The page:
Brave crew’s triple rescue mission

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The lifeboat the Maude Pickup was christened around March 22nd 1894.

It was to replace the original boat, The Edith, which was used from 1887 until the beginning on 1894. The Maude Pickup was a large sailing boat, created in Dumbarton, and sailed to Fleetwood via Southport. The boat was a modification of the lifeboat designed for the Southport station in 1887.

Fitted with water ballast confined to five tanks, it also had a deck, relieving valves and side air cases, which were similar to that of a self-righting boat. It had a large drop keel and a raised deck forward to throw off the seas which broke over the bows. At 43ft long and 12.5ft wide, she was fitted to row with 10 oars when required. Built by Messrs R McAlister and Son, the cost was said to be £875, £300 of which was contributed by the Fleetwood Lifeboat branch. The rest of the monies were bequeathed by the late Mr James Pickup of Southport, who left a legacy to the Lifeboat institution.

Her first major call out came on the December 22, 1894, when a three-masted schooner, the Annie Park of Barrow ran aground on the North Wharf Bank at 6.30pm. In very stormy seas and full north-westerly gales the lifeboat men battled their way to the rescue. By the time they arrived the schooner had righted herself, but was completely disabled as most of her sails had blown away. The vessel was eventually boarded by the lifeboat crew and secured to a tug with a tow-line so it could be pulled into port.

In 1895 Robert Wright retired, allowing David Leadbetter to become coxwain. Wright had been a member of the lifeboat team for 36 years and coxwain for 17.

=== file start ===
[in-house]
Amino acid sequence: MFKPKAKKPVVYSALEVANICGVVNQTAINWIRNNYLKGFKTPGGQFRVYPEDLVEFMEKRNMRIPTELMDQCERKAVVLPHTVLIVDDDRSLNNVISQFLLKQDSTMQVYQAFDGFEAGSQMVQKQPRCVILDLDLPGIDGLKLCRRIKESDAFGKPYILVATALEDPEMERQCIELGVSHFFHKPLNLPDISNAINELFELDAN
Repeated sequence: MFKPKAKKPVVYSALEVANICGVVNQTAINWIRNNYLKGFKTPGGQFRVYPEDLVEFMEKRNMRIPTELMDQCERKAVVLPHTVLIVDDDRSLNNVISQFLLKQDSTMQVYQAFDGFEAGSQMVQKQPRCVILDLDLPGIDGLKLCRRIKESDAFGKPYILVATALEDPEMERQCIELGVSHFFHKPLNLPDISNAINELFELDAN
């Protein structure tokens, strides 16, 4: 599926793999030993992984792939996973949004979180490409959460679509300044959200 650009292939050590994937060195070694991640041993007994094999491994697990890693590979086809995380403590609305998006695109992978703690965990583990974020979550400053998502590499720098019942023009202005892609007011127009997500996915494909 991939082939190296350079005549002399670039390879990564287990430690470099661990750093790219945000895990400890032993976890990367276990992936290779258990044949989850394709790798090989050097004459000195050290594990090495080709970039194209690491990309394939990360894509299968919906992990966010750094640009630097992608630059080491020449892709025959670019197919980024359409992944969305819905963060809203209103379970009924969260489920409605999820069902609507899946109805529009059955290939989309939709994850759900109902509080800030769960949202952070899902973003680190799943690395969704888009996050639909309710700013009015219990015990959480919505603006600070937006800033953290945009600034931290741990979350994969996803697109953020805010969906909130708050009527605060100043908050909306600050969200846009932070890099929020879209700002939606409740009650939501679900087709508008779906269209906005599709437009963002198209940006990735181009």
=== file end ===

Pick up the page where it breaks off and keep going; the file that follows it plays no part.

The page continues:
In June of 1897, during the impressive storm which wrecked the Barque The Foudroyant at Blackpool, the Maude Pickup and her crew mounted the rescue of three separate vessels at once; all were which were all foundering off the coast at Fleetwood. The Svallen, a barque bound for Glasson Dock, the Zillah, and the barque the Louise were all embattled by the storm. The lifeboat crew saved the lives of all crew members of each of the vessels, 17 in total. Three were rescued from the Svallen, five from the Zillah and nine from the Louise, whilst their heroism was watched from shore by vast crowds of people.

The men who saved those lives, were David Leadbetter, Joseph Leadbetter, Richard Wright, Matthew Boardman, John Salthouse, Charles Hughes, John Leadbetter, Thomas Leadbetter, Matthew Cowell, Tom Perry, John Wright, Fred Bettiss, Lawrence Bond, Nicholas Abram, and Jim Roskell.

In the November of 1897 the lifeboat men showed once again just how brave they were when a storm of gales blew up on the 28th, a Sunday.

And the astonishing story of how they rescued the crew of the Larnaca will be on this page next week.

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